• Palaeopascichnus;
  • Ediacara biota;
  • Protozoa;
  • xenophyophores;
  • development;
  • evolution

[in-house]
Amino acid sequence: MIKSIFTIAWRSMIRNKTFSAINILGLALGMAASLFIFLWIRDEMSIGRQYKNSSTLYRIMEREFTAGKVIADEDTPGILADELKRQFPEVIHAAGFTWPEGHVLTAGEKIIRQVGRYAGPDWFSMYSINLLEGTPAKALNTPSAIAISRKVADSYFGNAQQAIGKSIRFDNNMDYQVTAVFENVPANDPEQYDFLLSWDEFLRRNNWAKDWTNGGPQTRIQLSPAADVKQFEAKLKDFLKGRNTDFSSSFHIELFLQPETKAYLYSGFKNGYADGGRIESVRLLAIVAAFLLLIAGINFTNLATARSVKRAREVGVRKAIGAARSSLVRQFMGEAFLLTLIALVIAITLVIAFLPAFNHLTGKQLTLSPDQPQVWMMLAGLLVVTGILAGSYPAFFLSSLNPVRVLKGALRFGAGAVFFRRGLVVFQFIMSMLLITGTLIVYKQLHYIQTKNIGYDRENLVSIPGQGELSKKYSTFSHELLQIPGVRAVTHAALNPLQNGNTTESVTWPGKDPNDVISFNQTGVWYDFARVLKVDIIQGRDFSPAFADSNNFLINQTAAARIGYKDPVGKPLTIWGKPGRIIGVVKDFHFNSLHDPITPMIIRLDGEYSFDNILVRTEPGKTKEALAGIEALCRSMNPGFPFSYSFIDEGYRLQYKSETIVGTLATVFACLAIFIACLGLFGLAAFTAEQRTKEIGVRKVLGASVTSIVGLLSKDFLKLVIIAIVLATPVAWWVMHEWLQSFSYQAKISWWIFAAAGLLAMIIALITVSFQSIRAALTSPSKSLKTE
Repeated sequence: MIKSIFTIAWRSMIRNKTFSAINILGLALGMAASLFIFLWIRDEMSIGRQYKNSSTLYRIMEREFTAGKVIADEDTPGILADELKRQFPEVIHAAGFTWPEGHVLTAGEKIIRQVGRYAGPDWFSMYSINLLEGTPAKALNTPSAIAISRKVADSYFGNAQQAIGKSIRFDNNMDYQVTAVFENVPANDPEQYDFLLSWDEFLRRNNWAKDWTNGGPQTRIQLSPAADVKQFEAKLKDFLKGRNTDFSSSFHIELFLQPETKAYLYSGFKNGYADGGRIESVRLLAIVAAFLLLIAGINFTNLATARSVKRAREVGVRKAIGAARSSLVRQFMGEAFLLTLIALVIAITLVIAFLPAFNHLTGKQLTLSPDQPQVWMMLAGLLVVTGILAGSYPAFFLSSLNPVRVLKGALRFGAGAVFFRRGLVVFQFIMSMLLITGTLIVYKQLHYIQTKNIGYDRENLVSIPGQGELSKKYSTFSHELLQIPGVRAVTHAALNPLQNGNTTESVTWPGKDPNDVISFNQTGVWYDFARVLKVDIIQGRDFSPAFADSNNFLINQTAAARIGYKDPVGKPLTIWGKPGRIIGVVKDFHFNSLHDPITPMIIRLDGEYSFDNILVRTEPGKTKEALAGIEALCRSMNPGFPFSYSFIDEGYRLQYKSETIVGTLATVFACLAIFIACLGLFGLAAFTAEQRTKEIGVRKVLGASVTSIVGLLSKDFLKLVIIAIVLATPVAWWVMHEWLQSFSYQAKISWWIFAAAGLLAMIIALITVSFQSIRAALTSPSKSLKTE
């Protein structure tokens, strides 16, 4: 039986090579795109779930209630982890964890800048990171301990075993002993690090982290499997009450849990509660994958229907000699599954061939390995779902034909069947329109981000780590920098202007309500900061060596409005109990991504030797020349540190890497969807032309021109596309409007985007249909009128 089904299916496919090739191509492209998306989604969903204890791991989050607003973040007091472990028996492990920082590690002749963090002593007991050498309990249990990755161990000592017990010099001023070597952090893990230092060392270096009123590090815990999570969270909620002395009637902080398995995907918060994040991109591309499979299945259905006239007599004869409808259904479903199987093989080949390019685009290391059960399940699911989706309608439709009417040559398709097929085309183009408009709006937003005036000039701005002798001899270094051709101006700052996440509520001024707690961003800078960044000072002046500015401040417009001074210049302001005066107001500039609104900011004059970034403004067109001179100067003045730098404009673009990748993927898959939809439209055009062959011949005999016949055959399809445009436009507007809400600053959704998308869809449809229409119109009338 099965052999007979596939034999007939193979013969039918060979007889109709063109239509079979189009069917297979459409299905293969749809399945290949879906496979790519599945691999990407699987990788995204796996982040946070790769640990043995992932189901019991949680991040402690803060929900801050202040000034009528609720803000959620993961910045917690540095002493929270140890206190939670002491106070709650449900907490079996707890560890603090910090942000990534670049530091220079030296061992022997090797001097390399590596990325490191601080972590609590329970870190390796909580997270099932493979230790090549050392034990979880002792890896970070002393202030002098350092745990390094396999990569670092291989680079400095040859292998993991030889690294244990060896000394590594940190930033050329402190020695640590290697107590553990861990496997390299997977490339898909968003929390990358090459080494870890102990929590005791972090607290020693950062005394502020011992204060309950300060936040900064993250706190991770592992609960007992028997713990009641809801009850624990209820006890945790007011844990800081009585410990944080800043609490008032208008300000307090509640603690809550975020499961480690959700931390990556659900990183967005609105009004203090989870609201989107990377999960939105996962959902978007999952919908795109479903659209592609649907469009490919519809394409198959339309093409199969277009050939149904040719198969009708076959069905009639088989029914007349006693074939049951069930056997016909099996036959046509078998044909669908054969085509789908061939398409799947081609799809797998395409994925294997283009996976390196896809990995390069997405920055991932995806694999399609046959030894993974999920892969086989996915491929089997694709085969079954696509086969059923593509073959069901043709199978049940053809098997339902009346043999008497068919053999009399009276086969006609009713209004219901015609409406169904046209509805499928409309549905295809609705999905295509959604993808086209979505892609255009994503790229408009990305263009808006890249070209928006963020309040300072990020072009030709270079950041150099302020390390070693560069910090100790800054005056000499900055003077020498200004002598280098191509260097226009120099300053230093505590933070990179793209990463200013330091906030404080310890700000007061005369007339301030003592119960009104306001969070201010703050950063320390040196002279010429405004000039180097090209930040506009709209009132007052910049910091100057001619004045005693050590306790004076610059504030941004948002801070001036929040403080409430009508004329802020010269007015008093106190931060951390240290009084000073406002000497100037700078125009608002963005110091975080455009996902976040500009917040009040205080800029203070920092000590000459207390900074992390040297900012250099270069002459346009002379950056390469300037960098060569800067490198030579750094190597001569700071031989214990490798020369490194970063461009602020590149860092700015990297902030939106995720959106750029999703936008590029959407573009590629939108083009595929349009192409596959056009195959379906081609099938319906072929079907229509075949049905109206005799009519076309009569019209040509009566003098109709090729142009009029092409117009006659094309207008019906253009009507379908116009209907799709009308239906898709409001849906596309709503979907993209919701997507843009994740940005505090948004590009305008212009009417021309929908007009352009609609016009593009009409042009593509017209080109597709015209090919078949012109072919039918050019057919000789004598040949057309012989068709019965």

Abstract:  The hypothesis that the Ediacara biota were giant protozoans is tested by considering the external morphology, internal organization, suggested fossil representatives and molecular phylogeny of the xenophyophores. From this analysis, we find no case to support a direct relationship. Rather, the xenophyophores are here regarded as a group of recently evolved Foraminifera and are hence unlikely to have a record from the Ediacaran Period. Further from the growth dynamics of Foraminifera, they are also unlikely to be related to the Palaeopascichnus organism. We also find significant distinctions in the growth dynamics of Palaeopascichnus and organisms usually referred to the Ediacara biota, such as Charnia and Dickinsonia. Developmental analysis of the Palaeopascichnus– central to the xenophyophore hypothesis – reveals unusual, protozoan features, including evidence for chaotic repair structures, for mergence of coeval forms, as well as complex bifurcations. These observations suggest that Palaeopascichnus is a body fossil of an unidentified protozoan but is unrepresentative of Ediacaran body construction, in general.